Introduction: No studies have examined the longitudinal relationship between e-cigarette use and elevated depressive symptoms among young adults. The main objective of the current study was to establish a potential bi-directional relationship between e-cigarette use and elevated depressive symptoms among college students in Texas, across a 1 year period of time.
Methods: A survey of 5445 college students in Texas was conducted with 6-month and 1-year follow-ups. A longitudinal cross-lagged model was used to simultaneously examine the bi-directional relationships between current, or past 30-day, e-cigarette use and elevated depressive symptoms across the three study waves. Depressive symptoms were measured using a 10-item Center for Epidemiologic Studies Depression Scale (CES-D) with a cutpoint of ≥ 10 to measure elevated depressive symptoms. Covariates included baseline age, gender, college type (2- or 4-year), and other alternative tobacco products used.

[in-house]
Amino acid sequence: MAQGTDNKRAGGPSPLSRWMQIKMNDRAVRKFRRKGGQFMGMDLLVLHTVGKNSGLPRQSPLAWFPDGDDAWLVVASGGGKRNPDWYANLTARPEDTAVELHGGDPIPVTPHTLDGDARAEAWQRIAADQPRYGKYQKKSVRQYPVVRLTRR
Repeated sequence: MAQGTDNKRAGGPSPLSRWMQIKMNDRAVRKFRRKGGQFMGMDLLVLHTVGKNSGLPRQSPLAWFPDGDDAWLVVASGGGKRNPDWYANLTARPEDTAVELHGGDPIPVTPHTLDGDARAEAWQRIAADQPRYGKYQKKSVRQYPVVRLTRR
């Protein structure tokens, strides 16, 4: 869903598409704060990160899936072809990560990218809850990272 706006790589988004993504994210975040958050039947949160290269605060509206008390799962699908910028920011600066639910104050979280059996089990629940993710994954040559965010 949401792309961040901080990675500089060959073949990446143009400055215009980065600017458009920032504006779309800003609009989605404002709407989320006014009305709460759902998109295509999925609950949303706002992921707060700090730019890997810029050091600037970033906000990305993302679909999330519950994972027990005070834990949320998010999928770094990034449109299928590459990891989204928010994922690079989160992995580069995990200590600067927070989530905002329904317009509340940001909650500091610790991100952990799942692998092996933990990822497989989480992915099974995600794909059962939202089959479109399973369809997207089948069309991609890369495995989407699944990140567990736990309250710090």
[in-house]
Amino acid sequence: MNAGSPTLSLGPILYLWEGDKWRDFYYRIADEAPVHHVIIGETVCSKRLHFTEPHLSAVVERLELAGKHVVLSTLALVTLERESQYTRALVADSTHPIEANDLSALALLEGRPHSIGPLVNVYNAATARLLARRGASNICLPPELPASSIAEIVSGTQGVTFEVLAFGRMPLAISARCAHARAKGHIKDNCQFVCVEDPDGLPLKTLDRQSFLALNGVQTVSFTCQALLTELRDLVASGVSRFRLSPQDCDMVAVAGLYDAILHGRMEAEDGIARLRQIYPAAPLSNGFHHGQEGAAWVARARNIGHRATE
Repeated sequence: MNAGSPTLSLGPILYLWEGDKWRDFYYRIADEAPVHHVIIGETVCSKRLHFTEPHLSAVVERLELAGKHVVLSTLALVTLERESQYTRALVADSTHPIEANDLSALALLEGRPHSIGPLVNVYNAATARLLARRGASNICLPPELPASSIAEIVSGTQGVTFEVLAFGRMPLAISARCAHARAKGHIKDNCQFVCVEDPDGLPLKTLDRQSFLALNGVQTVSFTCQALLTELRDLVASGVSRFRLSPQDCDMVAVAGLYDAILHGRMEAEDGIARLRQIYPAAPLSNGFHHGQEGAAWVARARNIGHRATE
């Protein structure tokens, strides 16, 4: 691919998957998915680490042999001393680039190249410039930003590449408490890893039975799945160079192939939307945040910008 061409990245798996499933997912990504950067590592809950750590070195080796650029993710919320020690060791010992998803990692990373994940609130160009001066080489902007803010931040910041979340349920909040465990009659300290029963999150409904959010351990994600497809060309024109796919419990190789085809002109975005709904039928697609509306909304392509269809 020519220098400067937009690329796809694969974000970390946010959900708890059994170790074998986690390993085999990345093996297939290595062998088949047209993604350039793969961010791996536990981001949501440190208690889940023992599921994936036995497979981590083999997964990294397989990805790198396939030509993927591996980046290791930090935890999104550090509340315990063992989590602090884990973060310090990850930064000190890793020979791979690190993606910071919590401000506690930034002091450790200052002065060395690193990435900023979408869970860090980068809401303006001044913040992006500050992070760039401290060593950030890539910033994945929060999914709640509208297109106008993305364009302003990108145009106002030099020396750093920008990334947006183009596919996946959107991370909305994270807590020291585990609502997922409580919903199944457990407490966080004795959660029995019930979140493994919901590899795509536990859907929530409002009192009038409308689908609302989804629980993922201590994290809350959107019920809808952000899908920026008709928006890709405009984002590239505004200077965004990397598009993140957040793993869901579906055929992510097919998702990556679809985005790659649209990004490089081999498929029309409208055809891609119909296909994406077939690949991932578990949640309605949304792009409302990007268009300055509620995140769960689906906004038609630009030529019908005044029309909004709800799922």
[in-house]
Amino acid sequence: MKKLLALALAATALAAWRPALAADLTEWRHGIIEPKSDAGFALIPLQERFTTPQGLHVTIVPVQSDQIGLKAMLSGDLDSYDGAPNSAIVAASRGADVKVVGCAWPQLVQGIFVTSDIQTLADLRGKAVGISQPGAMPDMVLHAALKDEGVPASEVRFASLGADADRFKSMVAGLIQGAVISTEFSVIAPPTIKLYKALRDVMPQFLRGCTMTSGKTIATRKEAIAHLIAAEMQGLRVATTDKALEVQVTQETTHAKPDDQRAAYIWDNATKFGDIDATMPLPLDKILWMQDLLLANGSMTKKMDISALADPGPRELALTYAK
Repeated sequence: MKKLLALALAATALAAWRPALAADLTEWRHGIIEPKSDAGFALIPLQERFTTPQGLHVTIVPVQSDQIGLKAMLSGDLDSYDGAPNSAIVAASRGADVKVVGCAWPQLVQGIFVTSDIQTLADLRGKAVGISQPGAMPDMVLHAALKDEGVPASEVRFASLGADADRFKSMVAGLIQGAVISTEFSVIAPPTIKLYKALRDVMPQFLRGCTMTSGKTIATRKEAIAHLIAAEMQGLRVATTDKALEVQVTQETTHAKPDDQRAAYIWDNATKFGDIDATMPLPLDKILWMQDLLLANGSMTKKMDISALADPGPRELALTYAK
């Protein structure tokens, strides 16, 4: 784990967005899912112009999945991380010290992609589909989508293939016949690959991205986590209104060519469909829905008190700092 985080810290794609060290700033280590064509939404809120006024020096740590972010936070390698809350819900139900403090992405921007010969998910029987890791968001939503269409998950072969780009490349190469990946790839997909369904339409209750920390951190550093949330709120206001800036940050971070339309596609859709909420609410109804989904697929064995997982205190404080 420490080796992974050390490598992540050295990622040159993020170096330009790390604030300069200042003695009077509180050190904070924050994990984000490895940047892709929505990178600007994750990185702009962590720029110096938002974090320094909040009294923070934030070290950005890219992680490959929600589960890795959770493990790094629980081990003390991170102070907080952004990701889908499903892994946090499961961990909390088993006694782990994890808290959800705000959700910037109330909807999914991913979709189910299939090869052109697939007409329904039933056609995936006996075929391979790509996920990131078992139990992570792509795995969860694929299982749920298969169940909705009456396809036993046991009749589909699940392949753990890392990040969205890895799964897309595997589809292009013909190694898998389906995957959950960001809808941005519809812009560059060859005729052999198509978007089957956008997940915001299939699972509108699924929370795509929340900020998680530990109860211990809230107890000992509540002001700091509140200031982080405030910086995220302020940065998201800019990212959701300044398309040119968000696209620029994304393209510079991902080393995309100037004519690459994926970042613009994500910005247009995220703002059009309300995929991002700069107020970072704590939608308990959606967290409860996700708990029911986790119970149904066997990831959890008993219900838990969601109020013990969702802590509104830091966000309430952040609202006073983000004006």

Results: E-cigarette use did not predict elevated depressive symptoms at 6-month and 1-year follow-ups. However, depressive symptoms predicted e-cigarette use at both 6-month and 1-year follow-ups.
Conclusions: The current study indicates that depressive symptoms predict subsequent e-cigarette use and not vice versa. Future studies are needed to replicate current findings and also further establish the mechanisms for causality, which could inform Food and Drug Administration regulatory planning.
Implications: There has been recent evidence for cross-sectional associations between e-cigarette use and elevated depressive symptoms and mental health problems. There have been no studies examining these associations using longitudinal designs. This study established a temporal relationship, such that elevated depressive symptoms predicted e-cigarette use 6 months later among college students. Future research is needed to establish the mechanisms of association as well as causality.
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